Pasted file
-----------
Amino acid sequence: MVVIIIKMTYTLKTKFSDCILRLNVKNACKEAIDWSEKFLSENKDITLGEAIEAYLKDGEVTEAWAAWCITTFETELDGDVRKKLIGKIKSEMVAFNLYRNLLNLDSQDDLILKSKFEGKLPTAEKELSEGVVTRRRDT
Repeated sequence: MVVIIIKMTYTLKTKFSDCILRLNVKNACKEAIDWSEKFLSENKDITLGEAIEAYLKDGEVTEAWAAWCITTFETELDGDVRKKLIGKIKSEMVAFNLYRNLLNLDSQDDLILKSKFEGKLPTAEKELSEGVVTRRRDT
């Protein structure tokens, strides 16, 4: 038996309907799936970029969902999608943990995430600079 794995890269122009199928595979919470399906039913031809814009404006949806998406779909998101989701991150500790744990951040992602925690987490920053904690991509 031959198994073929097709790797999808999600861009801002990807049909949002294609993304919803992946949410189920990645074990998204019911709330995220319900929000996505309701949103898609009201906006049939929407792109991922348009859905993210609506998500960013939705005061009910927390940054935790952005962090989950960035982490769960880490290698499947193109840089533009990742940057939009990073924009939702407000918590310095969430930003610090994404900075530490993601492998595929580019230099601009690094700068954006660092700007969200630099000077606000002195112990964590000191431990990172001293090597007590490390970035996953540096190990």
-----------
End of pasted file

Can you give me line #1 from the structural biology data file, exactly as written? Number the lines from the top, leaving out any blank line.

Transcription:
Amino acid sequence: MVVIIIKMTYTLKTKFSDCILRLNVKNACKEAIDWSEKFLSENKDITLGEAIEAYLKDGEVTEAWAAWCITTFETELDGDVRKKLIGKIKSEMVAFNLYRNLLNLDSQDDLILKSKFEGKLPTAEKELSEGVVTRRRDT